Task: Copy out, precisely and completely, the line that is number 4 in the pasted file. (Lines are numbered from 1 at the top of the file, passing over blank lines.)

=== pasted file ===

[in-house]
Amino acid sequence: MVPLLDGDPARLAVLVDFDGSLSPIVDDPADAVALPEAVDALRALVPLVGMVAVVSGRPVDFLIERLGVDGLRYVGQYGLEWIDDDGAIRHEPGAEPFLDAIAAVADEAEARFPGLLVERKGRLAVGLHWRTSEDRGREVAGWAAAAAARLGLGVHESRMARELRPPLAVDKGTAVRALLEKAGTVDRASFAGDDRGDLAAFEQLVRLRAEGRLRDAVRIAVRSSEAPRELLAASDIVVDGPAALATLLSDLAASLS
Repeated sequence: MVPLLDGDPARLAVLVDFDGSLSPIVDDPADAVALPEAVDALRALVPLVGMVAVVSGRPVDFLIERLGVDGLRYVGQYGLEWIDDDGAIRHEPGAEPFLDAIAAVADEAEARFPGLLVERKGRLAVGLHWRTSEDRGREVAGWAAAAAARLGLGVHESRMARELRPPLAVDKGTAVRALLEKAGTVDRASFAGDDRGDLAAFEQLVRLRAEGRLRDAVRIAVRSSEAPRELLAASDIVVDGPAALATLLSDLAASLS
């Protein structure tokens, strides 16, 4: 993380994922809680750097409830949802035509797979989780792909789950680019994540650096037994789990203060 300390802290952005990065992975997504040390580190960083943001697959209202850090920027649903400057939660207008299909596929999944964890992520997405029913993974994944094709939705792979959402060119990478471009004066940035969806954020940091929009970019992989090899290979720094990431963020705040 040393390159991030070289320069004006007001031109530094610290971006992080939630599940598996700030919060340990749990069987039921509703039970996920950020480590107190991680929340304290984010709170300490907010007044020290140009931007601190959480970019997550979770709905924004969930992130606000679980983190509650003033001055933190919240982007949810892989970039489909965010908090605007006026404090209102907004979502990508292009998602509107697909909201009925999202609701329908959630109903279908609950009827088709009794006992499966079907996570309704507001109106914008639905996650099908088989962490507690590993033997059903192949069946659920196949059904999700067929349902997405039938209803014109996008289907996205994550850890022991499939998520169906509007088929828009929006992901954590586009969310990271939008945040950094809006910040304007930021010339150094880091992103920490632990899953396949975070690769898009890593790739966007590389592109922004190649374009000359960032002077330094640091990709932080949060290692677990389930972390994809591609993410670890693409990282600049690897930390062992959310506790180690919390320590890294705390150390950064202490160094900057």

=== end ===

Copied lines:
């Protein structure tokens, strides 16, 4: 993380994922809680750097409830949802035509797979989780792909789950680019994540650096037994789990203060 300390802290952005990065992975997504040390580190960083943001697959209202850090920027649903400057939660207008299909596929999944964890992520997405029913993974994944094709939705792979959402060119990478471009004066940035969806954020940091929009970019992989090899290979720094990431963020705040 040393390159991030070289320069004006007001031109530094610290971006992080939630599940598996700030919060340990749990069987039921509703039970996920950020480590107190991680929340304290984010709170300490907010007044020290140009931007601190959480970019997550979770709905924004969930992130606000679980983190509650003033001055933190919240982007949810892989970039489909965010908090605007006026404090209102907004979502990508292009998602509107697909909201009925999202609701329908959630109903279908609950009827088709009794006992499966079907996570309704507001109106914008639905996650099908088989962490507690590993033997059903192949069946659920196949059904999700067929349902997405039938209803014109996008289907996205994550850890022991499939998520169906509007088929828009929006992901954590586009969310990271939008945040950094809006910040304007930021010339150094880091992103920490632990899953396949975070690769898009890593790739966007590389592109922004190649374009000359960032002077330094640091990709932080949060290692677990389930972390994809591609993410670890693409990282600049690897930390062992959310506790180690919390320590890294705390150390950064202490160094900057």